The pathogenesis of age-related macular degen­eration (AMD) is thought to involve various in­flammatory pathways, most notably complement activation. “Alterations in the gut microbiota, or dysbiosis, may activate inflammatory pathways that then result in ocular problems, but it’s not yet cause-and-effect,” said Lisa Park, MD, at Columbia University Medical Center in New York City. A lot of the microbiome research is about “trying to identify the species of bacteria, viruses, parasites, and fungi, and to understand—if we alter the proportions and take them out of equilibrium—whether that’s implicated in the development of certain types of ocular disease,” she said.

    In one study involving aging mice, a high-gly­cemic diet led to degeneration of photoreceptors and atrophy of retinal pigment epithelium cells not seen in mice fed a normal diet.9 Reverting to a low-glycemic diet reversed the features of disease and changed levels of AMD-protective factors, including serotonin, in the gut.9 And in another study, Dr. Lin and her colleagues found changes in the metabolic pathways, represented by intestinal bacteria, in AMD patients compared to controls.10

    “We know from the Age-Related Eye Disease Studies that vitamin supplementation slows the progression of drusen,” said Dr. Park. “In some mice you can see alterations in specific bacteria by altering, for example, the zinc in their diet. But whether diet is directly related is a future area of study.”

    Future Tx
    FUTURE TX. Could fecal microbiota transplants eventually be used to treat selected ocular diseases? In gastroenterology, the transplants have been successfully used to eradicate infection with C. difficile bacteria (shown here).

    Dry Eye: Below the Surface

    “There’s a lot of interest in the differences in the gut microbiome in [dry eye] patients and healthy controls,” said Anat Galor, MD, MSPH, at the Miami VA and Bascom Palmer Eye Institute in Miami. “Many differences have been found, but you’re looking at a small number of humans and lots of bugs. You’re bound to find differences, but do they really mean anything?”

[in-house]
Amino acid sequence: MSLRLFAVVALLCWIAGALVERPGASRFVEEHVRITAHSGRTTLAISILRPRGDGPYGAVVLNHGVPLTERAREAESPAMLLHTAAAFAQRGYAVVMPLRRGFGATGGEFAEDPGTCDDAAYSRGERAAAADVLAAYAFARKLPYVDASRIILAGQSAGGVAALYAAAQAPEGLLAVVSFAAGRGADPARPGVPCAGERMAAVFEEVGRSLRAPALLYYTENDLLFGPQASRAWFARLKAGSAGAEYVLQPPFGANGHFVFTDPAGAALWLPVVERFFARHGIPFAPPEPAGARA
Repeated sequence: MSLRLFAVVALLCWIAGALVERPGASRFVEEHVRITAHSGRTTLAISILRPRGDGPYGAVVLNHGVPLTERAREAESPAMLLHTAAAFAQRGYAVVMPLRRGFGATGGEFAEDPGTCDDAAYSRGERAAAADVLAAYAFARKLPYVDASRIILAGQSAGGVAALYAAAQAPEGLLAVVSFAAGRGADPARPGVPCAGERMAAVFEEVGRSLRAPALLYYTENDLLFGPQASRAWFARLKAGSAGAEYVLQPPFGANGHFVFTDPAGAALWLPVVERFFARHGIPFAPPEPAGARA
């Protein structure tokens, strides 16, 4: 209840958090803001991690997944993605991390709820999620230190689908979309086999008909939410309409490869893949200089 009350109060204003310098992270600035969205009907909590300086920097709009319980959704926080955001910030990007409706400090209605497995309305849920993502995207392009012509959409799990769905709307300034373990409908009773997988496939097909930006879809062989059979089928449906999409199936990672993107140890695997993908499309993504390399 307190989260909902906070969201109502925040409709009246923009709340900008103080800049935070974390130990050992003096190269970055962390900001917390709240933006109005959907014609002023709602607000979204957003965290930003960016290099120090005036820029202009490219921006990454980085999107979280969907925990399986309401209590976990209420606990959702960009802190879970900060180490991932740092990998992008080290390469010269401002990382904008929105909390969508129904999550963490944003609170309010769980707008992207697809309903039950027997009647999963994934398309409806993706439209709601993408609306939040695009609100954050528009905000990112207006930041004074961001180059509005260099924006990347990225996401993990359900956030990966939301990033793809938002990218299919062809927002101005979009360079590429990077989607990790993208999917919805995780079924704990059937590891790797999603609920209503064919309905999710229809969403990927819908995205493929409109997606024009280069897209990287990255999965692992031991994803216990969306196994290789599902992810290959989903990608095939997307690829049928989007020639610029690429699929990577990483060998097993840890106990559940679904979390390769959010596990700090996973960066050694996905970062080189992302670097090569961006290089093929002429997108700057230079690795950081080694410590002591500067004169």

A role for fecal transplants? Dr. Galor, who focuses on dry eye, recently completed a fecal microbiota transplant (FMT) study of patients with immune-mediated dry eye. “We gave them two enemas with FMT and followed them for three months,” she said. “Some patients said they felt better; some felt the same. Now we’re looking deeply into the data to ask: Did we change the microbiome with two enemas? Is that enough? Did we see any changes in immune profiles based on that microbiome change?”

    Dr. Galor noted that Cintia de Paiva, MD, PhD, and colleagues have found that dry eye is more severe in germfree mice.11 “If you raise germfree mice without bacteria in their gut, they have a more severe dry eye phenotype with corneal stain­ing and surface inflammation,” Dr. Galor said. She added, “What’s really cool about this research is that if the germfree mice are put in a cage with healthy mice, the mice will eat each other’s poop. This recolonizes the gut [of the germfree mice] with bacteria, and their disease gets better.”

    STREP. Streptococcus can occur in pairs or in chains, as shown here. Research on a potential link between streptococci and glaucoma is in the very early stage.

    Glaucoma: Early Investigations

    Other researchers are investigating the association between oral and gut microbiota and the develop­ment of glaucoma. For instance, some people with primary open-angle glaucoma have an abundance of bacteria in their oral cavity, particularly strep­tococci, said Dr. Park. However, she cautioned, “that’s a long way from a direct link to developing glaucoma.”

    A possible link: Gut dysbiosis triggers changes in cytokine signaling and complement activation in the immune system.12 In addition, some glauco­ma patients have an underlying genetic profile of mitochondrial DNA, perhaps associated with gut microbiome alterations, she said.

    Gut-Eye Axis: Working Theories